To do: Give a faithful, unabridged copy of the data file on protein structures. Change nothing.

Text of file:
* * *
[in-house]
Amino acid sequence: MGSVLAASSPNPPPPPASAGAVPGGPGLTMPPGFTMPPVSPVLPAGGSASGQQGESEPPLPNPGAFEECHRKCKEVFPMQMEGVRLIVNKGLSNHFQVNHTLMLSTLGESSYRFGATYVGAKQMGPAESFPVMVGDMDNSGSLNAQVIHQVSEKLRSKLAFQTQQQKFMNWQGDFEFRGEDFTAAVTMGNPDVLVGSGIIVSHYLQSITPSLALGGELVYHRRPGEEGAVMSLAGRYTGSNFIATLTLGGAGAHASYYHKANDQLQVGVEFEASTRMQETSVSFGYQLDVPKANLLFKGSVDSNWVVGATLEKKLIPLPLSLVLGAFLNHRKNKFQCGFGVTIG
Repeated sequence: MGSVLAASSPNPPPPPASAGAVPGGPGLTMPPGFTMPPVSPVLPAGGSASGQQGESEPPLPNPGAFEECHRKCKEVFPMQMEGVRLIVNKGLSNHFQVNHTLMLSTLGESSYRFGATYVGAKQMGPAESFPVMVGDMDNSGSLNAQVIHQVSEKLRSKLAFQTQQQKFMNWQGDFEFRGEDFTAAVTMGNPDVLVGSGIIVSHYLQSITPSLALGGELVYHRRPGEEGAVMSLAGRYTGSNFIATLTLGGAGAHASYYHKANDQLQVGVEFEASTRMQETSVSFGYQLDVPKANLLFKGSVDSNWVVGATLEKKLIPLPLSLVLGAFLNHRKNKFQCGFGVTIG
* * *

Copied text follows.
[in-house]
Amino acid sequence: MGSVLAASSPNPPPPPASAGAVPGGPGLTMPPGFTMPPVSPVLPAGGSASGQQGESEPPLPNPGAFEECHRKCKEVFPMQMEGVRLIVNKGLSNHFQVNHTLMLSTLGESSYRFGATYVGAKQMGPAESFPVMVGDMDNSGSLNAQVIHQVSEKLRSKLAFQTQQQKFMNWQGDFEFRGEDFTAAVTMGNPDVLVGSGIIVSHYLQSITPSLALGGELVYHRRPGEEGAVMSLAGRYTGSNFIATLTLGGAGAHASYYHKANDQLQVGVEFEASTRMQETSVSFGYQLDVPKANLLFKGSVDSNWVVGATLEKKLIPLPLSLVLGAFLNHRKNKFQCGFGVTIG
Repeated sequence: MGSVLAASSPNPPPPPASAGAVPGGPGLTMPPGFTMPPVSPVLPAGGSASGQQGESEPPLPNPGAFEECHRKCKEVFPMQMEGVRLIVNKGLSNHFQVNHTLMLSTLGESSYRFGATYVGAKQMGPAESFPVMVGDMDNSGSLNAQVIHQVSEKLRSKLAFQTQQQKFMNWQGDFEFRGEDFTAAVTMGNPDVLVGSGIIVSHYLQSITPSLALGGELVYHRRPGEEGAVMSLAGRYTGSNFIATLTLGGAGAHASYYHKANDQLQVGVEFEASTRMQETSVSFGYQLDVPKANLLFKGSVDSNWVVGATLEKKLIPLPLSLVLGAFLNHRKNKFQCGFGVTIG